Also, If you want to cut large numbers of players from this entry level tour, it is important to find somewhere else for them to play before you do. Otherwise the health of the sport suffers. Regional tours? Under 23 tours? There is a need to think outside the box. In previous articles that I have written related to the tour, I have outlined practical solutions that achieve all of the objectives outlined above and I will not repeat them now. All I will say is that there is a better way.

It is true that the ATP tour decided to take away/reduce the points and created the need for two rankings but do not forget that it was the ITF experts that put together the new tour. It should also be noted that the ITF was not publicly critical of the ATP at that time the points were withdrawn and publicly supported this planned reduction of “professional” players and the two ranking systems which they saw as an opportunity.

Blaming the ATP now for what happened is what we call in English a red herring. It helps to distract people from what actually happened which was that the ITF staff took a lot of time to put a new tour together that they said would be better for the players and great for the game. It is now clear that they got it very wrong and they should accept responsibility. I appreciate that change is not easy to introduce but as the Vice President of the DTB said recently……”it is hard to come up with something that pleases everyone, but even harder to develop something that appears to displease and upset everyone!”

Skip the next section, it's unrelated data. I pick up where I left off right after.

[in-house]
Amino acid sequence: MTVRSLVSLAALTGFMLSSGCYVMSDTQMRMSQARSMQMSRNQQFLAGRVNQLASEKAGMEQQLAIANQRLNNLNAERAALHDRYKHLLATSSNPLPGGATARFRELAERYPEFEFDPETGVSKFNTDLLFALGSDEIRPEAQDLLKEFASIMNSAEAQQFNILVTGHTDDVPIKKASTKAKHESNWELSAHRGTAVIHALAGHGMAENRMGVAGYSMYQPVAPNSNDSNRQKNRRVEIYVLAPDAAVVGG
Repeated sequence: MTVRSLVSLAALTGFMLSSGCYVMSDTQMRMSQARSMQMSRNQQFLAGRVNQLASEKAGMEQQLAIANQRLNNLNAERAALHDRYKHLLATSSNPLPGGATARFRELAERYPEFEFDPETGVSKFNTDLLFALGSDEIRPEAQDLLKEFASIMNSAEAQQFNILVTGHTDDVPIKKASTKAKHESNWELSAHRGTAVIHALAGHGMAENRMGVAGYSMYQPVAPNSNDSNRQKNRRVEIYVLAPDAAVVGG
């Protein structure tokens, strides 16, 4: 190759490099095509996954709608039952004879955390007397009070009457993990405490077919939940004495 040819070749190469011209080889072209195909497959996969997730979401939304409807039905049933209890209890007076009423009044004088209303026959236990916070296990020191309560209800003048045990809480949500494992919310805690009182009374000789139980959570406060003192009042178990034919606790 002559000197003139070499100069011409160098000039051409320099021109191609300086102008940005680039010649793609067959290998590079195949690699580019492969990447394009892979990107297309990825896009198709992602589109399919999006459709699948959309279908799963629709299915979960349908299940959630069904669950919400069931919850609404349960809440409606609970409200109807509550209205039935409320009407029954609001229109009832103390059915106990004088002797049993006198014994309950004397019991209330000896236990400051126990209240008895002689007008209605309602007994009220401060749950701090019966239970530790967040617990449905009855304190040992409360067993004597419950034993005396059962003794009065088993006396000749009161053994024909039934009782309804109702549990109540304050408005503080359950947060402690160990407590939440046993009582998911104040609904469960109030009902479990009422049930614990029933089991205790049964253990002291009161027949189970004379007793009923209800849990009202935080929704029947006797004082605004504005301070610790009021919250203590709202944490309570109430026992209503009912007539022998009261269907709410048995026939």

Now I have seen the recent questions and answers released this week by the ITF and, in my opinion, it shows once more how out of touch that they are with what is going on out there. It reminded me of what was said publicly in February when the ITF called the 15,000 players that had signed a petition against the tour a small group of uninformed people!

Let me comment on a couple of things related to the ITF question and answer: